There was much to see when we took a boat tour to explore the Thousand Islands.
The Wrecks In The St Lawrence
There were more than two dozen shipwrecks in the St Lawrence River. As such, it was one of the best spots for fresh water wreck scuba diving. The wrecks represented a wide variety of sailing ships.
There were 7 different ships presented on our tour. When we came close to a wreck site, a canned audio visual presentation showed up on the small tvs on the inside deck.
When we booked the tour, the brochure talked about showing sonar views. We mistakenly thought this meant there was sonar on the ship and someone talked about the sonar image in real time. Instead there were one or two side scan sonar images as part of the narration on the tv screen.
If you are a ship enthusiast or a wreck diver, there was enough of a teaser to send you searching for more information.
Tour The Thousand Islands And See Boldt Castle
Throughout our boat ride, we watched for the Boldt Castle to appear. The silhouette on the horizon showed when we got close. It was interesting to see another castle-like building on a nearby island. This turned out to be the yacht house for the castle!
The boat did a slow circumnavigation of Heart Island. There was plenty of time as we saw the distinctive features on the island. Our tour started with a view of the granite Peristyle Archway and Alstar Tower. While the Alstar Tower looked like a defence point, it was planned as the spot to entertain guests.
We rounded the island at the Power House and Clock Tower. It was designed to resemble a Medieval Tower. And was connected to Heart Island by a picturesque, arched stone bridge. Today it was purely decorative. But when it was originally designed it housed two generators for the island.
As we moved to the north side, we got an amazing view of the dock with the main building of the castle behind it. At one end we saw the Dove Cote or “Hennery”. What was once a water tower was topped with a dove house for fancy fowl.
The Boldt Castle grounds were closed for Covid-19. Canadians booked tours in normal years to visit. But since the castle sat on U.S. soil, passport control was required. We got our first glimpse of Boldt Castle. But we knew we would return one year to explore Heart Island.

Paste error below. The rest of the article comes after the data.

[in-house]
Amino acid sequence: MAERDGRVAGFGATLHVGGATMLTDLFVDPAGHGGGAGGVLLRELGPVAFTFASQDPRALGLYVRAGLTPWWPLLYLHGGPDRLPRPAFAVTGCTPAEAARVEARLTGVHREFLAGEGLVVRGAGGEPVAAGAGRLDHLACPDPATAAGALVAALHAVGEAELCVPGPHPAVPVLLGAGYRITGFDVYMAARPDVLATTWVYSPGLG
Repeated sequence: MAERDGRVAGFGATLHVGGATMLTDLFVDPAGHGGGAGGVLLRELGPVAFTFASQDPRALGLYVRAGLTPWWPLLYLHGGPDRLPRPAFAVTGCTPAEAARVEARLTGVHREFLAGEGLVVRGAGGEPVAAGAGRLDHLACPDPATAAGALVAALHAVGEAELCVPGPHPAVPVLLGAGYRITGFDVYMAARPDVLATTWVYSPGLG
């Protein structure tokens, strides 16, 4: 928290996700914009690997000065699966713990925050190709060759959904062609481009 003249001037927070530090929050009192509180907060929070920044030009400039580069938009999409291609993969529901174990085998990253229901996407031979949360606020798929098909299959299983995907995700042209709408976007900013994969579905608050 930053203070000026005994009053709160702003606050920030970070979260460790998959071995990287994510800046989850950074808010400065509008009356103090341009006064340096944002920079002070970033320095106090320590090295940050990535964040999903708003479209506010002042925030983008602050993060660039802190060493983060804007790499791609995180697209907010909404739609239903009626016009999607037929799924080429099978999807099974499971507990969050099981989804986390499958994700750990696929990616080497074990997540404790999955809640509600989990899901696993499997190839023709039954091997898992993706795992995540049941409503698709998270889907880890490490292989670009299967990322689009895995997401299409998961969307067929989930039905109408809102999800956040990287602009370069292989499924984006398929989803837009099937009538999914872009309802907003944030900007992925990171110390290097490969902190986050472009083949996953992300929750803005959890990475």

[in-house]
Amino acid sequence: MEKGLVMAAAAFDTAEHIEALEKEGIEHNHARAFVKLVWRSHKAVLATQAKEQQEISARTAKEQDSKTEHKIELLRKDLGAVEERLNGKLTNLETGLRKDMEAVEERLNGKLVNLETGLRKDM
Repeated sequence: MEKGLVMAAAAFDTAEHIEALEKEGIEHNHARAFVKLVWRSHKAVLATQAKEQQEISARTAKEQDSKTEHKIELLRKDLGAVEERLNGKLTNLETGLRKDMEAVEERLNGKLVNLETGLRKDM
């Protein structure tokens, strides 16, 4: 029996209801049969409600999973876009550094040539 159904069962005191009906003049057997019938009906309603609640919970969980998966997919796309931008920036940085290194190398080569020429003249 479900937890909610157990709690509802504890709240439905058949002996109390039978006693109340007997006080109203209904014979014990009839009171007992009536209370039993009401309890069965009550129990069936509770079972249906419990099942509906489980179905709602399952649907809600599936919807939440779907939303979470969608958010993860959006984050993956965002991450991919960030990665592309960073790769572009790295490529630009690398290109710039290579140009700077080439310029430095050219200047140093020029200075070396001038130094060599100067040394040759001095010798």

Heading Back On The Cruise At Sunset
As we reached the final part of our cruise along the Thousand Islands, the sun began to sink. Our path became more shadowed. And the sun reflected off the water.
Our cruise was the last of the day. We pulled back into the dock in Gananoque and were tied up. We tried to find a spot to catch the final sunset colours. But we were not at the right location along the river.
It was a great day cruising on the river. We were excited when we headed out by road the next day and travelled along the Thousand Islands Parkway. It was a view of the waterway from a different perspective.
Starting Our Drive Along The Thousand Islands Parkway In Brockville
The Thousand Islands Parkway ran along the north shore of the St Lawrence River in Ontario roughly between Brockville and Gananoque.
On our stay in Kingston, we looked at the weather and assessed whether we wanted to travel east or west along the parkway. We had evening plans to cruise in the Kingston harbour, so that factored into the timing for our day. We knew that even though the drive could be done in under an hour, our many stops made the drive much longer.
Ultimately we decided to do the fast drive along Highway 401 to Brockville. In Brockville we explored the waterfront before we headed to the start of the Thousand Islands Parkway. And then we then drove the parkway to Gananoque before we returned to Kingston.
A Quick Stop In Brockville
We bypassed the town centre in Brockville and went right to the water. We stopped often along the waterfront at the many parks we saw. From that vantage point, we saw the U.S. mainland off in the distance. When we found the fun giant Muskoka chairs, we stopped took in the view.